Be thankful for what you’re given, and when it’s given to you when you need it most.


Like an Old Pair of Tennis Shoes

We had a garage sale as a fundraiser for Class Cabinet during my 9th grade year and for some reason this anecdote has stuck in my head all these years later. One of the popular cheerleaders–I won’t name names because of Google searches–was getting mercilessly teased by another one for not putting her dirty, sweaty Asics tennis shoes in the sale which she’d had since she was like 12 years old. First of all–and bless her heart–the girl was wearing them on her feet right then. Secondly, and in her own words, “They’re my favourite pair of shoes. They’re worn in and I don’t know what I’d do without them.” She didn’t put them in the sale and for all I know she still has them to this day, 19 years later. (I doubt that, but she was a sweet girl and it makes me laugh that this is my main memory about her, because there are so many, much classier memories that should outrank this silly one.)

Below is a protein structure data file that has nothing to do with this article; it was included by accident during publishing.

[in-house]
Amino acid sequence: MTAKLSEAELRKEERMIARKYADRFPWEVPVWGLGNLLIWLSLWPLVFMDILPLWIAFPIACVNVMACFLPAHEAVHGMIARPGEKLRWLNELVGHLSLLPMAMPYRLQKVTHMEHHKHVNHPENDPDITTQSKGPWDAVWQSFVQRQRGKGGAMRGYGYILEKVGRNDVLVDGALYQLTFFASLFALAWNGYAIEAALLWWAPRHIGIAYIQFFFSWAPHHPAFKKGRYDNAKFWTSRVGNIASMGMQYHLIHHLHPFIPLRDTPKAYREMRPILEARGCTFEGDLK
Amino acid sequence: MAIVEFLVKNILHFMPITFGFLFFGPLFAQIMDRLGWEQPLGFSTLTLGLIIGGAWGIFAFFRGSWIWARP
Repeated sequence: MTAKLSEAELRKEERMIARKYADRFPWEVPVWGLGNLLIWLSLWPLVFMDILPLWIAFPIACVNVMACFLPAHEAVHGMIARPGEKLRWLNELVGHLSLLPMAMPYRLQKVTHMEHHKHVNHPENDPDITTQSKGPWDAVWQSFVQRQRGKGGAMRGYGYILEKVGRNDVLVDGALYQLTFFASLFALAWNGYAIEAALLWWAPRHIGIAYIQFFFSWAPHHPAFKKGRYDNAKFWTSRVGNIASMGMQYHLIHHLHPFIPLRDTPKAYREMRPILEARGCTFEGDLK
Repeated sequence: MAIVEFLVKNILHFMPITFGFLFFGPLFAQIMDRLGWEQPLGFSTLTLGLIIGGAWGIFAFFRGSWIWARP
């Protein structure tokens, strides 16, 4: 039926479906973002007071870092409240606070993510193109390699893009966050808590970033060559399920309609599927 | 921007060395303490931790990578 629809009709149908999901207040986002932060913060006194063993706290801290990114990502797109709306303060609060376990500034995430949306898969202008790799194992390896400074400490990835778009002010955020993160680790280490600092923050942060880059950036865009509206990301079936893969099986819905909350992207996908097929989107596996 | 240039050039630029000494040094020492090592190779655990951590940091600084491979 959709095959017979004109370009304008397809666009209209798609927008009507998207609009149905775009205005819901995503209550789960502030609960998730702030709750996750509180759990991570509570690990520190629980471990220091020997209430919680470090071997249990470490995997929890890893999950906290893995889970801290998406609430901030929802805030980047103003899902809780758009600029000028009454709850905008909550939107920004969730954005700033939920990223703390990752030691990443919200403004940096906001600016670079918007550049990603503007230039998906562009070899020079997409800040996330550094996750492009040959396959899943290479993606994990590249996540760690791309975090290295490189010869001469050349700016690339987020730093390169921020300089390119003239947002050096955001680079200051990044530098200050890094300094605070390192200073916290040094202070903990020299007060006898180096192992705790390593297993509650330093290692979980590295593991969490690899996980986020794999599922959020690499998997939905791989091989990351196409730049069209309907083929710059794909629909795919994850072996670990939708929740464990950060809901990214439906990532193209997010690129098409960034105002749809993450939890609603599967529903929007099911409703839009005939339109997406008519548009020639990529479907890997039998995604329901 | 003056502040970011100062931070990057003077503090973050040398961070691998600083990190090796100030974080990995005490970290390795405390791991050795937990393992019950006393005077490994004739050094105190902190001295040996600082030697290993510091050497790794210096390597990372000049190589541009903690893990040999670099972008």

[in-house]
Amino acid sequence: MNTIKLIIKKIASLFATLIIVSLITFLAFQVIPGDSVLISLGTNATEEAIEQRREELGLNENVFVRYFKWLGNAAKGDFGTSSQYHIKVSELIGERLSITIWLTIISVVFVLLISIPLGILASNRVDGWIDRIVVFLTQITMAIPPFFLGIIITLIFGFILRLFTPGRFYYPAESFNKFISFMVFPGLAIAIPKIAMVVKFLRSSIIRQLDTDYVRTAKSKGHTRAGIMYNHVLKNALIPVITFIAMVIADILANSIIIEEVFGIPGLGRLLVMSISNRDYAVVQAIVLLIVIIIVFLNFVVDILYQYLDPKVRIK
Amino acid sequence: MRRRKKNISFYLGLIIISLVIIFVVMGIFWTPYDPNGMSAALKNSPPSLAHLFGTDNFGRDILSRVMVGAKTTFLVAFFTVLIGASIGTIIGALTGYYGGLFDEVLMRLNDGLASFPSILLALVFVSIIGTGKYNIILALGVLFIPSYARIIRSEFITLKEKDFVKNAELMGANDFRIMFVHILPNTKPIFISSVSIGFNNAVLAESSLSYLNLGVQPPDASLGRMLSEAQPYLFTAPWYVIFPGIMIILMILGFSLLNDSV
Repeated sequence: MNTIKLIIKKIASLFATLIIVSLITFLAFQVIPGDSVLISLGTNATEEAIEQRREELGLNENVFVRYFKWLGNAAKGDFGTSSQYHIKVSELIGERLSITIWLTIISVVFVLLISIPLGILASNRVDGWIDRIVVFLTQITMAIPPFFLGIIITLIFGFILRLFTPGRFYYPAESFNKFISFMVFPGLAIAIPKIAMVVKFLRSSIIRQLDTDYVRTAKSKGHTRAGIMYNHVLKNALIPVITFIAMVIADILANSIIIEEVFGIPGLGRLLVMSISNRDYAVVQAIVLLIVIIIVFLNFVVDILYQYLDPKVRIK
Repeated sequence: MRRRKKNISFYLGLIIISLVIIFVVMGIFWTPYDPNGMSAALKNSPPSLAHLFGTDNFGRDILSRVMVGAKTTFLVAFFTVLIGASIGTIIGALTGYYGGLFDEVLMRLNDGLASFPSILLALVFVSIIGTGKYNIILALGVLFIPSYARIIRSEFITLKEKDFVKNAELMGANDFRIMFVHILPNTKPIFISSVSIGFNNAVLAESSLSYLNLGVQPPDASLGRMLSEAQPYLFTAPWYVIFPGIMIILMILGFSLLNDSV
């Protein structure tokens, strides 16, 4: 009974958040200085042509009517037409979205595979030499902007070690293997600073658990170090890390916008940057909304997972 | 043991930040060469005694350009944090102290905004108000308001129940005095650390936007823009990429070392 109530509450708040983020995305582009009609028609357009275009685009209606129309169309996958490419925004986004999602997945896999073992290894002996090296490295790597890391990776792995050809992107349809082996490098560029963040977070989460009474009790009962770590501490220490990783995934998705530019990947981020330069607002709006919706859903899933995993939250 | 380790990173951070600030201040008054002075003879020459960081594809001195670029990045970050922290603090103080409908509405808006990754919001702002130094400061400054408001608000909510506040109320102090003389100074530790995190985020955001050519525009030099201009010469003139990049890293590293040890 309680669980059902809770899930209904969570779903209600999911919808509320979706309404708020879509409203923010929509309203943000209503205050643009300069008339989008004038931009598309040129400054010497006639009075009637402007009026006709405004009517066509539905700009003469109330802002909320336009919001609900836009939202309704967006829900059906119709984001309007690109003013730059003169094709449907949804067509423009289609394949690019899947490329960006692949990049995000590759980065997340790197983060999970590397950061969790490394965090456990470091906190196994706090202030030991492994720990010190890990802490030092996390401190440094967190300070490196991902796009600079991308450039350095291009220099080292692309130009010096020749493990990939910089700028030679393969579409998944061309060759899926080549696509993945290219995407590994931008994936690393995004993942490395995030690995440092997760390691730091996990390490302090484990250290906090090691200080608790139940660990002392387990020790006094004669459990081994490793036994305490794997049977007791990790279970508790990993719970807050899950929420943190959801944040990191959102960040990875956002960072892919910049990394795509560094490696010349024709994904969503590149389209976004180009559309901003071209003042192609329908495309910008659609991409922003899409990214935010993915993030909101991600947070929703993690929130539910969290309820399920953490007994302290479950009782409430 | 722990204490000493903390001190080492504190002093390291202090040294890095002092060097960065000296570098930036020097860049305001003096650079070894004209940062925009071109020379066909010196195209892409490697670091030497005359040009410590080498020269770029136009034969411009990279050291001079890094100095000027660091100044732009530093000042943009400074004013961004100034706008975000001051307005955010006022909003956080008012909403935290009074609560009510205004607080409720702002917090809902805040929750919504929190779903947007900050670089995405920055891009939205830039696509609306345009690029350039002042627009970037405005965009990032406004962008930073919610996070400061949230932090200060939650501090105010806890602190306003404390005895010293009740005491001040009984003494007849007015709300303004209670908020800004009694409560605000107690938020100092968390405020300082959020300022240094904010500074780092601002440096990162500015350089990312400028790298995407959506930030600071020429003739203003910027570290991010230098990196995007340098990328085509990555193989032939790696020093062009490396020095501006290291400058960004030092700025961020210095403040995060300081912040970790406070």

When I went to visit my friend Chris again a couple of weeks ago, I was so very nervous because it was the first time I was going to see him since he was conscious after his stroke. I knew he still wasn’t able to talk, so when I finally tracked him down after figuring out he’d been transferred between rehab facilities, I just held his hand. I stroked his hair and held his hand for awhile, excused myself and cried in the bathroom, and came back and held his hand some more. He’d just been moved about 70 miles that day and I didn’t feel like BS-ing with him about what a nice place he’d been moved to…it’s nice, but it’s a nice nursing home. I don’t know anyone my age who’d be happy somewhere like that. Anyway I went back the next day and he seemed to be in better spirits, as I was, too, after plenty of rest and laying out a bit at my hotel in Palm Springs. I’d brought a card and a small potted plant and read the card to him; he teared up and tried to talk, which is impossible with the trach in his throat. I told him he’d be able to talk soon and he shook his head, “No.” I told him that wasn’t true; that he’d be back to normal soon, but it would just take some time. He shook his head, “No” again. My heart was broken, so I just sat there with him not knowing what else to say, holding his hand and stroking his hair from time to time. He finally motioned towards his lips and I thought he wanted to tell me something. Knowing he couldn’t talk, I held my ear up to his mouth anyway. He kissed my ear. Touched, I kissed his forehead and told him I loved him…that we all loved him and that he’d be better very soon if he just did everything they told him to do in rehab. He cried and shook his head to the negative again and pressed his buzzer for the nurses. I excused myself and went into the bathroom and just sat on the toilet and sobbed. I came back in and kissed Chris and told him I’d see him again soon.